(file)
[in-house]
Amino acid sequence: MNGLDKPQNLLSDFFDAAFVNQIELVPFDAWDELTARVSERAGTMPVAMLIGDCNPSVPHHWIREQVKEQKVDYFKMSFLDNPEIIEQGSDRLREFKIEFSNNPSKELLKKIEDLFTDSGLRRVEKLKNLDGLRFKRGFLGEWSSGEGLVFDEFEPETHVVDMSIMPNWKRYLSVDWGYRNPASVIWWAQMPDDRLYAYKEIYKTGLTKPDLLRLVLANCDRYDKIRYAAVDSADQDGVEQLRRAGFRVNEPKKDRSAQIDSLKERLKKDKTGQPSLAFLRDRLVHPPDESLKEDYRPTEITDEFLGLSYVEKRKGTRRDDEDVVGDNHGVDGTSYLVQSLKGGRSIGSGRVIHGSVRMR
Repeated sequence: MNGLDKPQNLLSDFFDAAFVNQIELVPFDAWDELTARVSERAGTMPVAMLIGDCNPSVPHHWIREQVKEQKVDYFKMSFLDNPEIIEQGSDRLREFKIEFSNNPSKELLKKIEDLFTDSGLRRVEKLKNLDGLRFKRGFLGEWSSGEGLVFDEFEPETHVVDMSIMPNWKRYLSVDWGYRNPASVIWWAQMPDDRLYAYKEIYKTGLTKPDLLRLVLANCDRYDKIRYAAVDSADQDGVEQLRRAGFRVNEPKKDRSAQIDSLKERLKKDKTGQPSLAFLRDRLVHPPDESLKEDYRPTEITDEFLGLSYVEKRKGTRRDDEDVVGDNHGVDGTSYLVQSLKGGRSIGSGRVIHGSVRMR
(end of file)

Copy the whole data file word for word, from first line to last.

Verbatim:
[in-house]
Amino acid sequence: MNGLDKPQNLLSDFFDAAFVNQIELVPFDAWDELTARVSERAGTMPVAMLIGDCNPSVPHHWIREQVKEQKVDYFKMSFLDNPEIIEQGSDRLREFKIEFSNNPSKELLKKIEDLFTDSGLRRVEKLKNLDGLRFKRGFLGEWSSGEGLVFDEFEPETHVVDMSIMPNWKRYLSVDWGYRNPASVIWWAQMPDDRLYAYKEIYKTGLTKPDLLRLVLANCDRYDKIRYAAVDSADQDGVEQLRRAGFRVNEPKKDRSAQIDSLKERLKKDKTGQPSLAFLRDRLVHPPDESLKEDYRPTEITDEFLGLSYVEKRKGTRRDDEDVVGDNHGVDGTSYLVQSLKGGRSIGSGRVIHGSVRMR
Repeated sequence: MNGLDKPQNLLSDFFDAAFVNQIELVPFDAWDELTARVSERAGTMPVAMLIGDCNPSVPHHWIREQVKEQKVDYFKMSFLDNPEIIEQGSDRLREFKIEFSNNPSKELLKKIEDLFTDSGLRRVEKLKNLDGLRFKRGFLGEWSSGEGLVFDEFEPETHVVDMSIMPNWKRYLSVDWGYRNPASVIWWAQMPDDRLYAYKEIYKTGLTKPDLLRLVLANCDRYDKIRYAAVDSADQDGVEQLRRAGFRVNEPKKDRSAQIDSLKERLKKDKTGQPSLAFLRDRLVHPPDESLKEDYRPTEITDEFLGLSYVEKRKGTRRDDEDVVGDNHGVDGTSYLVQSLKGGRSIGSGRVIHGSVRMR